Shoulder pads? Power suits? What does the top businesswoman wear in the Nineties? The 24th Veuve Clicquot Businesswoman of the Year Award was held at Claridges on Wednesday. Here, the winner and finalists reveal how they dress for success. Interviews by Katie Sampson, photographs by Ben Elwes

Nicola Foulston, 1997 Businesswoman of the Year, chief executive of Brands Hatch Leisure plc, the largest organiser and promoter of motorsport in Europe, with a turnover in excess of pounds 14m.

'I am a loud person with a reputation for wearing strong colours. I want my clothes to say, "I'm no walkover. I mean business". When I arrived at Brands Hatch I made it clear that the jeans and sweatshirt dress code should change. Dressing for the workplace isn't about fashion but about demonstrating how one is working to the highest level of one's ability. Feminine outfits rarely suit the workplace, flowing skirts are impractical and more suited to a Sunday afternoon on the lake, whereas classic designs show that you are serious about career building, working late and contributing to the office environment.

I favour designers whose colours match their earlier collections; most of my clothes are from Escada, a German designer. Expense is justified by durability, a crucial requirement. My clothes get a jolly good hammering leaping in and out of cars, rushing around race circuits and construction sites, and I need to wear flat shoes. I shop once or twice a year, one hit at a time, but my housekeeper has now banned me from shopping because I have so many clothes.

I don't care if people tell me that I look like Sue Ellen because my wardrobe is not a uniform, it's very much part of me, but sometimes I have to make a conscious decision not to power-dress. Do many women change into casual clothes at the end of the day? It simply never occurred to me, probably because I've always got my work hat on, but as I've got older I've moved into trousers and flat shoes for the sake of comfort.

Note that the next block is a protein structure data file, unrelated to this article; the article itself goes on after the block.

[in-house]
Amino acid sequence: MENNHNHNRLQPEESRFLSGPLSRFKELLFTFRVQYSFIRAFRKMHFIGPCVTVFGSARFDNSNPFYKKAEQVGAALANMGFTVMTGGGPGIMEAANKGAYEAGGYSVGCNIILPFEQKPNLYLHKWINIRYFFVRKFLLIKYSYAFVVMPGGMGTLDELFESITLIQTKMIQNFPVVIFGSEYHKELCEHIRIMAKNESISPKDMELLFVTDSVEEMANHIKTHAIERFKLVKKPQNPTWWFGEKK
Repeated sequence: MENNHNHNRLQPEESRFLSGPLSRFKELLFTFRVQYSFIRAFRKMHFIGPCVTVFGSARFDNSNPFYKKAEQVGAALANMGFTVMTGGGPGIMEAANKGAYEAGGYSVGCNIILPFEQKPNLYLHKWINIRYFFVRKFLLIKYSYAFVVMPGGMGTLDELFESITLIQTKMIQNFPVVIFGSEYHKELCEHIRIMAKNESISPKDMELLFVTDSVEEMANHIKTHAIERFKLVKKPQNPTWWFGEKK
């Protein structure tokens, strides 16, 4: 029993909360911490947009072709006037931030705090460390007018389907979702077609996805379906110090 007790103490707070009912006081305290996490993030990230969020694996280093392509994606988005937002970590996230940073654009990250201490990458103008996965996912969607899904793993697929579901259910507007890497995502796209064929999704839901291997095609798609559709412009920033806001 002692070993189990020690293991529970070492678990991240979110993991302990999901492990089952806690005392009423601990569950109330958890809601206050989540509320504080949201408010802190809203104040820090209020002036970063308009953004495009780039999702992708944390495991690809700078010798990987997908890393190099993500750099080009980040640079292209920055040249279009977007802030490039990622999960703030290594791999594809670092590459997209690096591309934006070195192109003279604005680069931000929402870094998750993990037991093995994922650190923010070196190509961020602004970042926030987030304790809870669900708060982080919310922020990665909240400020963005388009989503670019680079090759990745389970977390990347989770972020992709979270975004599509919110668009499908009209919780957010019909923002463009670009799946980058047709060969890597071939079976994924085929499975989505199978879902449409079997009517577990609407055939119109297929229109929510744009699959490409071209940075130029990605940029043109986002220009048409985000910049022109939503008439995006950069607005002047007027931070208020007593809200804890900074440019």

If I am meeting with a friend I am always better dressed than she is. I am simply no good at just throwing on jeans and a shirt.'

Nicola Foulston wears: peach jacket and checked trousers by Escada; black body by M&S; shoes by Chanel; jewellery by Tiffany; watch by Cartier and make-up by Lancome.

Sue Lyons (right), deputy managing director and director of customer operations, Rolls-Royce Military Aero Engines Limited.

'My motto has always been 'follow your instincts', including the one that tells me to challenge the status quo; the 'We've always done it this way' attitude is a red rag to a bull. Working in a male-dominated profession means that there's no mould to break and therefore no expectations. I've always ignored the power-dressing ethos.

Engineering is a relatively conservative profession so whilst dressing smartly, I prefer neutral, serious clothes which act as a backdrop rather than a statement. I would rather my personality stood out than my clothes. Since I spend a lot of time travelling, meeting customers and visiting workshops, comfort, value and wearability are the features I look for. Austin Reed or Options suits and separates are fine. If I feel appropriately dressed then I feel comfortable. I would love not to have to think about my wardrobe, but the fact that no one has ever commented on it adversely is a good sign.'

Sue Lyons wears: black and white jacket, black trousers and camisole top all by Marella; shoes by Bally; hand-bag by The Bridge; make-up by Clarins.

Andrea Wonfor (left), joint managing director of Granada Productions.

'Fortunately there's little pressure to dress formally within programme- making, but I still heave a sigh of relief when I don't have board meetings and can go to work in jeans. I think better when I dress casually.